1993 年 59 巻 3 号 p. 372-400,471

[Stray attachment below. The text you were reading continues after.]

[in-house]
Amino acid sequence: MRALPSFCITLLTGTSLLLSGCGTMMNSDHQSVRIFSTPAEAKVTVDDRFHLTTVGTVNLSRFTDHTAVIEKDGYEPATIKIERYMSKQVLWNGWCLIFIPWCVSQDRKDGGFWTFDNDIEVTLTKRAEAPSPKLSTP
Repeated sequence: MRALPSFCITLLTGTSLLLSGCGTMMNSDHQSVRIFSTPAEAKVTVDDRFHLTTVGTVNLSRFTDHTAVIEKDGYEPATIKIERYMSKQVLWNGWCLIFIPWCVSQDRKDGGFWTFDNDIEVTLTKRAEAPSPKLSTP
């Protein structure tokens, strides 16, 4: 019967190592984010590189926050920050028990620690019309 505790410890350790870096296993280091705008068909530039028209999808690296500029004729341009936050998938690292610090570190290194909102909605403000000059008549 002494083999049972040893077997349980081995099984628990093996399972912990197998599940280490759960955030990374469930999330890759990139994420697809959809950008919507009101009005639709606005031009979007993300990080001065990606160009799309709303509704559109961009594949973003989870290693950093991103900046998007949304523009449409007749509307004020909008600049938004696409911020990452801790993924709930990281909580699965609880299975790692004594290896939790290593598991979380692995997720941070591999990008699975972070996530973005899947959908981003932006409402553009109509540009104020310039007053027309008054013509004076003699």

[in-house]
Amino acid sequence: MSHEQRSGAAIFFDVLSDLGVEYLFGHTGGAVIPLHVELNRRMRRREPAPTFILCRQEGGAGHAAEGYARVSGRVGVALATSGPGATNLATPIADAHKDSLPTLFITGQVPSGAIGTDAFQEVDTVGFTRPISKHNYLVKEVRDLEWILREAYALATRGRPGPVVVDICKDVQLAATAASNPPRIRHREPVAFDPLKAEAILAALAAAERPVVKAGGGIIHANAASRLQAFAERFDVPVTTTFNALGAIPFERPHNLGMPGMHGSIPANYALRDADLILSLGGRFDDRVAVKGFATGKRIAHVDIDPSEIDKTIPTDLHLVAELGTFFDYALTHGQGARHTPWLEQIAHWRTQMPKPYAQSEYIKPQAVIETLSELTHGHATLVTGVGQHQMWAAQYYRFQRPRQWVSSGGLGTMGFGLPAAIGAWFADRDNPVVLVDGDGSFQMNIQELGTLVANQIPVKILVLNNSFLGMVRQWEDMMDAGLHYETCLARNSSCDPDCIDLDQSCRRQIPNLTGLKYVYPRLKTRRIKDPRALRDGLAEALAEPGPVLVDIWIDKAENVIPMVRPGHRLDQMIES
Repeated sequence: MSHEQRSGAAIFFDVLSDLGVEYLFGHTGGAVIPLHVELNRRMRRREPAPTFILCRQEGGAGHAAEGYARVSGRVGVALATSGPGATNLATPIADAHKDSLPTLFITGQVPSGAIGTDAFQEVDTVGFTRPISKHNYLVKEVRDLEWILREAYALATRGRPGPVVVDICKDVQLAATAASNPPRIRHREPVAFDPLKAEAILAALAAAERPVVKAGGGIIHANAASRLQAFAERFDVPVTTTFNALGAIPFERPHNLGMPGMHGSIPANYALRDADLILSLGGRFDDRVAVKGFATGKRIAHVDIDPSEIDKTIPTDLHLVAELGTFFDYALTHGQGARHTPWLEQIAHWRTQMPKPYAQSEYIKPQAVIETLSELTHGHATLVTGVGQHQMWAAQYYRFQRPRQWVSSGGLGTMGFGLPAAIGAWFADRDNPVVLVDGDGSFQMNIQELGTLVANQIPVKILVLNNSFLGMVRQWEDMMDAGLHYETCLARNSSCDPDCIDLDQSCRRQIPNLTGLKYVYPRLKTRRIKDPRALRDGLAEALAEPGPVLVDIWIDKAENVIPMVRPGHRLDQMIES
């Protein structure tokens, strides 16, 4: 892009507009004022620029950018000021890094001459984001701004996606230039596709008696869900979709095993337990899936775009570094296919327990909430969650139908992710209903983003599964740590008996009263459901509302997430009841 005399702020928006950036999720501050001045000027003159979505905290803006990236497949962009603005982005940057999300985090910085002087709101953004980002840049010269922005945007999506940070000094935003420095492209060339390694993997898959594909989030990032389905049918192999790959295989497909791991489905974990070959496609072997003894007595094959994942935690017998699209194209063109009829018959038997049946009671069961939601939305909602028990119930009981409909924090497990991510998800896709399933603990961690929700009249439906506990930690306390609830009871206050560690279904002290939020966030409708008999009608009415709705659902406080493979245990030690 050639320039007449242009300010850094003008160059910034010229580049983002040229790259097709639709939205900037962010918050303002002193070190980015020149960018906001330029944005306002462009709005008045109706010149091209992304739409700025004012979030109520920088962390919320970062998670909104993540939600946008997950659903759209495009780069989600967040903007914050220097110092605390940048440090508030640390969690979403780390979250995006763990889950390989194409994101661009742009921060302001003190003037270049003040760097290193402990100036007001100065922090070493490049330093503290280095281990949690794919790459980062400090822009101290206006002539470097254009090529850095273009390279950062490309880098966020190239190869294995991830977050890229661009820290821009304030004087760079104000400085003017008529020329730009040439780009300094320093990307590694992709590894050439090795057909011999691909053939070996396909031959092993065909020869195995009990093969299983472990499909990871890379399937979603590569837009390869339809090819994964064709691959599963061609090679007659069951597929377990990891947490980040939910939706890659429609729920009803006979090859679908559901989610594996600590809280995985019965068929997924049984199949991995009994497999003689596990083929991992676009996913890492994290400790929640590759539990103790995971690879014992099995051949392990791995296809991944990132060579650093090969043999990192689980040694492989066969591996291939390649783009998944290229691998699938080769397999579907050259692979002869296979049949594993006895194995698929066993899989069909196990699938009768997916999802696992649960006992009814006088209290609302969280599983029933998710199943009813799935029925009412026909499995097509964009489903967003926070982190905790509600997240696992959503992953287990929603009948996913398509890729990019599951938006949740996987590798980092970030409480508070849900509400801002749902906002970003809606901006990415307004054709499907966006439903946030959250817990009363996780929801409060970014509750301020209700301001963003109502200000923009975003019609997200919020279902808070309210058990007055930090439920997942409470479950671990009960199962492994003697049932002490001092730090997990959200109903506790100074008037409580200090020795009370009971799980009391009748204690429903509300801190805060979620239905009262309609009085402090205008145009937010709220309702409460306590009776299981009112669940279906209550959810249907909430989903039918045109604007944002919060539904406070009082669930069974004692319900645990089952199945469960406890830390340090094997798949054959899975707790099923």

The linen industry was the staple of the Scottish economy in the 18th century. The development of the industry has been considered very important in the industrialization of Scotland; later it also played an indispensable role in the development of the Scottish cotton industry. In order to make clear the relationship between these two industries, we should first investigate the characterictics of the Scottish linen industry in the 18th century. First of all, we have to inquire into the character of the industry policy maker, the Board of Trustees for Fisheries and Manufactures in Scotland, in the 1700s. The Board of Trustees was a semi-official agency constituted in 1727 under the regulations of the Treaty of Union of England and Scotland of 1707. Just because the Board of Trustees was regulated by the Treaty of Union, many of its policies reflected the relation between these two coutries after the Union. The series of schemes for the promotion of the linen industry, rather than the woollen industry, is one example. Under these policies, we can see that Scotland sought to have an economic relationship with England which wsa complementary, not competitive. This is why Scotland had to develop the linen industry, rather than the wollen industry. Secondly, we will examine the contents of the policies the Board of Trustees had adopted for the promotion of the linen industry by the year 1780, and look into the improvements that the linen industry had made by the same year. This subject will be discussed through examining the five main steps of the linen manufacturing process: (1) the cultivation of flax; (2) the preparation of flax for spinning; (3) spinning; (4) weaving; (5) bleaching. Finally, we come to the conclusion that under the encouragement of the Board of Trustees, merchant capital earned a dominant position at all the stage of linen manufacturing. Merchants played a great role in establishing a link between all the steps of the manufacturing process. In additon, they helped to increase the market share of Scottish linens, especially in the American colonial market. Those characteristics of the Scottish linen industry were also passed on to the Scottish cotton industry from the late 1700s.